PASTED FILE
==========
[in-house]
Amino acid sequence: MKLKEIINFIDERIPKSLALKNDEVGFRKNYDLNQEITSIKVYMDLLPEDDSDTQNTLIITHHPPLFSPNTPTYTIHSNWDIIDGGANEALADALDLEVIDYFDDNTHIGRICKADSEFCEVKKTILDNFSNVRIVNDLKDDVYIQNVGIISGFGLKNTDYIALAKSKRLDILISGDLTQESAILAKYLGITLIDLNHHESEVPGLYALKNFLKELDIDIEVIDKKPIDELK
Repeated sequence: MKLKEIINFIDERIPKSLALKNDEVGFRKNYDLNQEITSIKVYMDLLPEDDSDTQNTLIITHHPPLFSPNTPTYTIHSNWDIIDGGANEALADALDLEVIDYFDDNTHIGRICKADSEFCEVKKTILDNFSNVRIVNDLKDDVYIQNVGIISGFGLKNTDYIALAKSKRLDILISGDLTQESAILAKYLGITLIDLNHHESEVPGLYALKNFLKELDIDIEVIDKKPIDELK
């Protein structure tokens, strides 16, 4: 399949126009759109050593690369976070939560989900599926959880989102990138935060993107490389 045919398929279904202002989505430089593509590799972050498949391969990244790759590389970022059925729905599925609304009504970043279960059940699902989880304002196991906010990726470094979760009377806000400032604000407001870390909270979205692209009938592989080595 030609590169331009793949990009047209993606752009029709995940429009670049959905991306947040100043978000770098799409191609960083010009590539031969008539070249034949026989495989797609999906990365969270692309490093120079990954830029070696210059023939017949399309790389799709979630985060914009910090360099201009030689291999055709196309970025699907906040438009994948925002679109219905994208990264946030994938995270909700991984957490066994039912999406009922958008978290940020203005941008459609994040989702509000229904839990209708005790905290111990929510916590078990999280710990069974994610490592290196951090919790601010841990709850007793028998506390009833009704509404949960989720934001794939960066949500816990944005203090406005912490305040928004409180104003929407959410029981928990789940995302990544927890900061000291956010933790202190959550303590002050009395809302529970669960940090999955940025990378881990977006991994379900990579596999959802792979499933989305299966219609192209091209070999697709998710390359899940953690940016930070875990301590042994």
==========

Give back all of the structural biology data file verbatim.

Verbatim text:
[in-house]
Amino acid sequence: MKLKEIINFIDERIPKSLALKNDEVGFRKNYDLNQEITSIKVYMDLLPEDDSDTQNTLIITHHPPLFSPNTPTYTIHSNWDIIDGGANEALADALDLEVIDYFDDNTHIGRICKADSEFCEVKKTILDNFSNVRIVNDLKDDVYIQNVGIISGFGLKNTDYIALAKSKRLDILISGDLTQESAILAKYLGITLIDLNHHESEVPGLYALKNFLKELDIDIEVIDKKPIDELK
Repeated sequence: MKLKEIINFIDERIPKSLALKNDEVGFRKNYDLNQEITSIKVYMDLLPEDDSDTQNTLIITHHPPLFSPNTPTYTIHSNWDIIDGGANEALADALDLEVIDYFDDNTHIGRICKADSEFCEVKKTILDNFSNVRIVNDLKDDVYIQNVGIISGFGLKNTDYIALAKSKRLDILISGDLTQESAILAKYLGITLIDLNHHESEVPGLYALKNFLKELDIDIEVIDKKPIDELK
């Protein structure tokens, strides 16, 4: 399949126009759109050593690369976070939560989900599926959880989102990138935060993107490389 045919398929279904202002989505430089593509590799972050498949391969990244790759590389970022059925729905599925609304009504970043279960059940699902989880304002196991906010990726470094979760009377806000400032604000407001870390909270979205692209009938592989080595 030609590169331009793949990009047209993606752009029709995940429009670049959905991306947040100043978000770098799409191609960083010009590539031969008539070249034949026989495989797609999906990365969270692309490093120079990954830029070696210059023939017949399309790389799709979630985060914009910090360099201009030689291999055709196309970025699907906040438009994948925002679109219905994208990264946030994938995270909700991984957490066994039912999406009922958008978290940020203005941008459609994040989702509000229904839990209708005790905290111990929510916590078990999280710990069974994610490592290196951090919790601010841990709850007793028998506390009833009704509404949960989720934001794939960066949500816990944005203090406005912490305040928004409180104003929407959410029981928990789940995302990544927890900061000291956010933790202190959550303590002050009395809302529970669960940090999955940025990378881990977006991994379900990579596999959802792979499933989305299966219609192209091209070999697709998710390359899940953690940016930070875990301590042994």